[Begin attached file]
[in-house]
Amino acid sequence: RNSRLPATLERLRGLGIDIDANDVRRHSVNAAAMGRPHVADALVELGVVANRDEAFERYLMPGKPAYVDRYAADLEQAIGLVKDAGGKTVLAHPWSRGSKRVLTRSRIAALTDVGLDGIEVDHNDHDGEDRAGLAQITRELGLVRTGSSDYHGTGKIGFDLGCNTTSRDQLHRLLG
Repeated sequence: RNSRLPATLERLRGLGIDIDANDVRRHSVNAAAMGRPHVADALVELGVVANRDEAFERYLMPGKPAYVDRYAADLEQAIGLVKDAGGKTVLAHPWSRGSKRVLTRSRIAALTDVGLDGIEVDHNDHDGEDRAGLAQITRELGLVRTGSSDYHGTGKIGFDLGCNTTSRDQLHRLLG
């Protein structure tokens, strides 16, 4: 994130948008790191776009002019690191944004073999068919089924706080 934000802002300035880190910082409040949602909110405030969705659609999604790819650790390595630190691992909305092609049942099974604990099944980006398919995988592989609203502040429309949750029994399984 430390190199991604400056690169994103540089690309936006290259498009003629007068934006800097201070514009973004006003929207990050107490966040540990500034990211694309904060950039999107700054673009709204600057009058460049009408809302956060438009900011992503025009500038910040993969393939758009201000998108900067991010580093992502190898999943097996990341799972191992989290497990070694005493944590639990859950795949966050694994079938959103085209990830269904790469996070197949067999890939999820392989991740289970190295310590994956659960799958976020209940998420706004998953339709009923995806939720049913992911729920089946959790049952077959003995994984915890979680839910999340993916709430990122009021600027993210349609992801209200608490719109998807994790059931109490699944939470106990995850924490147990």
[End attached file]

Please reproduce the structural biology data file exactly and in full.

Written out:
[in-house]
Amino acid sequence: RNSRLPATLERLRGLGIDIDANDVRRHSVNAAAMGRPHVADALVELGVVANRDEAFERYLMPGKPAYVDRYAADLEQAIGLVKDAGGKTVLAHPWSRGSKRVLTRSRIAALTDVGLDGIEVDHNDHDGEDRAGLAQITRELGLVRTGSSDYHGTGKIGFDLGCNTTSRDQLHRLLG
Repeated sequence: RNSRLPATLERLRGLGIDIDANDVRRHSVNAAAMGRPHVADALVELGVVANRDEAFERYLMPGKPAYVDRYAADLEQAIGLVKDAGGKTVLAHPWSRGSKRVLTRSRIAALTDVGLDGIEVDHNDHDGEDRAGLAQITRELGLVRTGSSDYHGTGKIGFDLGCNTTSRDQLHRLLG
């Protein structure tokens, strides 16, 4: 994130948008790191776009002019690191944004073999068919089924706080 934000802002300035880190910082409040949602909110405030969705659609999604790819650790390595630190691992909305092609049942099974604990099944980006398919995988592989609203502040429309949750029994399984 430390190199991604400056690169994103540089690309936006290259498009003629007068934006800097201070514009973004006003929207990050107490966040540990500034990211694309904060950039999107700054673009709204600057009058460049009408809302956060438009900011992503025009500038910040993969393939758009201000998108900067991010580093992502190898999943097996990341799972191992989290497990070694005493944590639990859950795949966050694994079938959103085209990830269904790469996070197949067999890939999820392989991740289970190295310590994956659960799958976020209940998420706004998953339709009923995806939720049913992911729920089946959790049952077959003995994984915890979680839910999340993916709430990122009021600027993210349609992801209200608490719109998807994790059931109490699944939470106990995850924490147990």